On our way back from cow country (the Azuero Peninsula) we had a few surprises along the road. First was what had to be the fastest turtle I’ve ever seen making his way across the road, and he’s lucky we saw him because most people probably wouldn’t stop. I know this because we saw a large lizard called a “borriguero” crushed on the asphalt a few kilometers later. No matter how fast this turtle might’ve been, borrigueros are way faster, and if the lizard got hit, so would the turtle.
After I moved our shelled friend off the road and recorded a video, we drove along a bit and found a slow-moving stream where he should be happy. I keep saying “he” because his bottom shell (the plastron) was concave like it is in other male turtles. As for the species, I suspect that he was some of Central American mud turtle, although I’ll have to check my reptile field guide to be exactly sure which kind. The stream we found looked like the perfect habitat for him!
The squished lizard also turned out to be a huge help to me today, because when I stopped to look at it (thinking it was an iguana), I realized that there were some Vachellia collinsii plants nearby. The path to reach them certainly wasn’t perfect, since a stand of grass as tall as me blocked the way and I didn’t have a machete to cut my way through. Those who know me could say that I am generally not afraid of snakes, and even have several snake pets, however in Central and South America there is a highly aggressive species called the equis, named after the letter “x” in Spanish, that will bite if somebody steps too close. It’s called a “lancehead” in English, as in the tip of a spear. Since I was pretty much walking through the grass with no easy way to see what was around my feet, getting bitten was a distinct possibility. At least I wasn’t on “Snake Island,” off the coast of Brazil, where there are lanceheads everywhere.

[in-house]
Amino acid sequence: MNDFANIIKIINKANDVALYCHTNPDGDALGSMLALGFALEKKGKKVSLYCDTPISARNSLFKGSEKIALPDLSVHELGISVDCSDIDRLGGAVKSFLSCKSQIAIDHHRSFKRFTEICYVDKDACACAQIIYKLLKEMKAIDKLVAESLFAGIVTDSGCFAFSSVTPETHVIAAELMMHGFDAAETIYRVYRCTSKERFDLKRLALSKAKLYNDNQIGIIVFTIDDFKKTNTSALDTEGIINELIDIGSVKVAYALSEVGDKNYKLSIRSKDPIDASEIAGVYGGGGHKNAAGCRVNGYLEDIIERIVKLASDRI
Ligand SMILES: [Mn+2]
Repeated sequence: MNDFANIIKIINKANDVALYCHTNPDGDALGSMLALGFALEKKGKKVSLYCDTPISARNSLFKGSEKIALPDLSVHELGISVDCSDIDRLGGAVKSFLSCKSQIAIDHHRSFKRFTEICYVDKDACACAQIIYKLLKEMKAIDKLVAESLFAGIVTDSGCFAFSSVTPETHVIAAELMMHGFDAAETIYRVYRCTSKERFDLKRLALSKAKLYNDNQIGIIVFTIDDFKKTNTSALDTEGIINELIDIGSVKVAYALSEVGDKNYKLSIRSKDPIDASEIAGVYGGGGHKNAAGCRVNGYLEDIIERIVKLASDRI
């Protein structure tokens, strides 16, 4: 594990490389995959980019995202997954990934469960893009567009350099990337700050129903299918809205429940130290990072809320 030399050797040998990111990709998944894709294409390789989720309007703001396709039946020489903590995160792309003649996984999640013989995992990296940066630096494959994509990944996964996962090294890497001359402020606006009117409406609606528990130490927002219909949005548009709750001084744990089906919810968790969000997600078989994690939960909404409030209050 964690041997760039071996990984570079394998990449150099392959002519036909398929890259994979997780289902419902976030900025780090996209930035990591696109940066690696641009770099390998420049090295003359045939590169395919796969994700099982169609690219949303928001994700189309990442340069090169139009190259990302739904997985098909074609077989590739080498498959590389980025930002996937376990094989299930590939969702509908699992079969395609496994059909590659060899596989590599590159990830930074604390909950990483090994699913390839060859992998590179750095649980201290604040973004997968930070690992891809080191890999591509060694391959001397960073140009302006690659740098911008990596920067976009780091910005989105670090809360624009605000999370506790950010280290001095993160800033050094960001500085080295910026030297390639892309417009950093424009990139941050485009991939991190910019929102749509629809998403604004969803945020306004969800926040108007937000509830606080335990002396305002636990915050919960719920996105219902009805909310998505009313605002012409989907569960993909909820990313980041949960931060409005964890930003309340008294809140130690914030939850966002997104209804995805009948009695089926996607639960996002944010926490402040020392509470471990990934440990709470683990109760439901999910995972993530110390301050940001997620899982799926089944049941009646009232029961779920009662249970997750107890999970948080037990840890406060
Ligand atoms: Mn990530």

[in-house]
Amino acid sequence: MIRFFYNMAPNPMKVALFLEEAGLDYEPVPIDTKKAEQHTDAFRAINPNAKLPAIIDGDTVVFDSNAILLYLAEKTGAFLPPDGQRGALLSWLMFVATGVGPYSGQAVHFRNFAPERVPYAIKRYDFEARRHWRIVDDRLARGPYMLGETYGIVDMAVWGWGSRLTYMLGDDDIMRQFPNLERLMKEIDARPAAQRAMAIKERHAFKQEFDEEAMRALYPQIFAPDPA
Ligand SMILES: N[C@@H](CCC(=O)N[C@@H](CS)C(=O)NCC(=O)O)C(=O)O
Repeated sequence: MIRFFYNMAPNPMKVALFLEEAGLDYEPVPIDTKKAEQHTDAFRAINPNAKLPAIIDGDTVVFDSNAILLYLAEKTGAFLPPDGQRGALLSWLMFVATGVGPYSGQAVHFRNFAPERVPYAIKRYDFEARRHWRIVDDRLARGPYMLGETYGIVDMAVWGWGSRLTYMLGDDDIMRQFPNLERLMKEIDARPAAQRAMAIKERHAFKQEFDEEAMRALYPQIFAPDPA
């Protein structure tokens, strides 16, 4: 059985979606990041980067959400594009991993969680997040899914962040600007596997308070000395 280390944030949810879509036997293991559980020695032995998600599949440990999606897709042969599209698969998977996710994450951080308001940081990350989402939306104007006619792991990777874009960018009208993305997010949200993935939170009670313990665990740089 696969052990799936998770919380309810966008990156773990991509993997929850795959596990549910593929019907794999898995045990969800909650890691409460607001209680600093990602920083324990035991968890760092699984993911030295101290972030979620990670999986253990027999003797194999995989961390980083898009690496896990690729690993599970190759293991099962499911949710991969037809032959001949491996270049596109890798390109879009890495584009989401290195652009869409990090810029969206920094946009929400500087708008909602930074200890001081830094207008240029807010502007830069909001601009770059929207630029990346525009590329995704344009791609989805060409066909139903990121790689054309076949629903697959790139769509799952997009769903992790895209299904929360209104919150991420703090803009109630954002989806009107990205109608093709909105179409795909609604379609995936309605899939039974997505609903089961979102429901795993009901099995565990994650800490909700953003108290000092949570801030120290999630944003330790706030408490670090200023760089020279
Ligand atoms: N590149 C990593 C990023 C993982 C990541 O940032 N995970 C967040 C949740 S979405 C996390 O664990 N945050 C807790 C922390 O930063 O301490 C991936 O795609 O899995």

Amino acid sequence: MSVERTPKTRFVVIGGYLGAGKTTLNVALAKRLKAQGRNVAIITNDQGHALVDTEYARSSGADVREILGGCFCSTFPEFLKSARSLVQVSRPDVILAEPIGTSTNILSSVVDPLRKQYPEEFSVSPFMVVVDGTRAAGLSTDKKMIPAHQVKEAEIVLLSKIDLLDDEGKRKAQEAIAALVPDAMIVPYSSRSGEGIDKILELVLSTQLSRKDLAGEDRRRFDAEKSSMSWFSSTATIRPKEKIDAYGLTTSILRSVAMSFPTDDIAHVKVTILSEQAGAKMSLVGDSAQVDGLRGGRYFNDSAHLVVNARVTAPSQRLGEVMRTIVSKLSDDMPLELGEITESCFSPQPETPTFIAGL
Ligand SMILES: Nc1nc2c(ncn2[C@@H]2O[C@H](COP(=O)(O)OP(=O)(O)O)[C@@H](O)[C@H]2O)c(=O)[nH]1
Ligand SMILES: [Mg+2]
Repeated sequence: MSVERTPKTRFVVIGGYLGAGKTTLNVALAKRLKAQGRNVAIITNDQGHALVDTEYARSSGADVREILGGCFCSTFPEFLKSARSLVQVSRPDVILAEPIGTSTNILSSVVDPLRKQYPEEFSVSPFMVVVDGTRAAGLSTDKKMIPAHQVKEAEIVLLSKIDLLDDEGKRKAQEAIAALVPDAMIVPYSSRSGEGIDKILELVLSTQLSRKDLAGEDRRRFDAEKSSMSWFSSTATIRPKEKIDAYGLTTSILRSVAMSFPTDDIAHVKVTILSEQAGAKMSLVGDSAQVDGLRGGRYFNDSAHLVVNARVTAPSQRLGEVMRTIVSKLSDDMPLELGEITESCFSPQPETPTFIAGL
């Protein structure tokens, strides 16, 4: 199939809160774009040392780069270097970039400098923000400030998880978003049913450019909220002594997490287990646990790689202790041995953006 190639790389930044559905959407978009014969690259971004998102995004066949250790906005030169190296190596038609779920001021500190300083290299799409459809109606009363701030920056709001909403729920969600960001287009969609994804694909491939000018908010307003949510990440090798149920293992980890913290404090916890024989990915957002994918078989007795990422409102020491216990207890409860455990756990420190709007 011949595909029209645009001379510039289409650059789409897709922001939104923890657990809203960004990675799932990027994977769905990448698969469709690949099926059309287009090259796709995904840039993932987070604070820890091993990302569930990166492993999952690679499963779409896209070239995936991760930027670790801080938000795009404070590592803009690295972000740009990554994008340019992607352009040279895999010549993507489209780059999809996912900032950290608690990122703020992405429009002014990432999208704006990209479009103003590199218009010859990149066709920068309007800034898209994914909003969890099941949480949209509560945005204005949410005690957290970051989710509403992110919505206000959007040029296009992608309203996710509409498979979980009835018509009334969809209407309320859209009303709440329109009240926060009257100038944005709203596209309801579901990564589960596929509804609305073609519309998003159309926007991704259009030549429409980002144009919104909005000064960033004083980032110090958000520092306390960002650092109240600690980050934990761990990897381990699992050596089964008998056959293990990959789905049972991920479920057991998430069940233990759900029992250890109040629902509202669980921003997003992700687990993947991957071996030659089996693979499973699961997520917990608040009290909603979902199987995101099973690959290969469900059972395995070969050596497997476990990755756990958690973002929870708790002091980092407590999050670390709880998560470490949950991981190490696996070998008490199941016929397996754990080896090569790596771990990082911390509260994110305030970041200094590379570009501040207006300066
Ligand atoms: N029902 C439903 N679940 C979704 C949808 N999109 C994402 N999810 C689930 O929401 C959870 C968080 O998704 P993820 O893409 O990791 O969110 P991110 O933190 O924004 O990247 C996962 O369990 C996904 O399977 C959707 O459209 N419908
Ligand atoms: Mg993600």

To make matters worse, I was also wearing flip-flops (my shoes were in the trunk), which mean I wouldn’t have had any protection if I stepped on a scorpion. There didn’t seem to be any in the area, thankfully.
No bites or scorpion stings, but I did get stung by plenty of Pseudomyrmex ants. The stings appear to have been worth it, because I found two more of the same type of jumping spider that have been showing up on these plants. That now makes five spiders on the same plant where Bagheera kiplingi lives farther north, which really makes me wonder if I’ve found another special type of spider. Tomorrow I’m going to head out to another region of Panama and see what I find out there. This study is definitely turning up some surprises so far!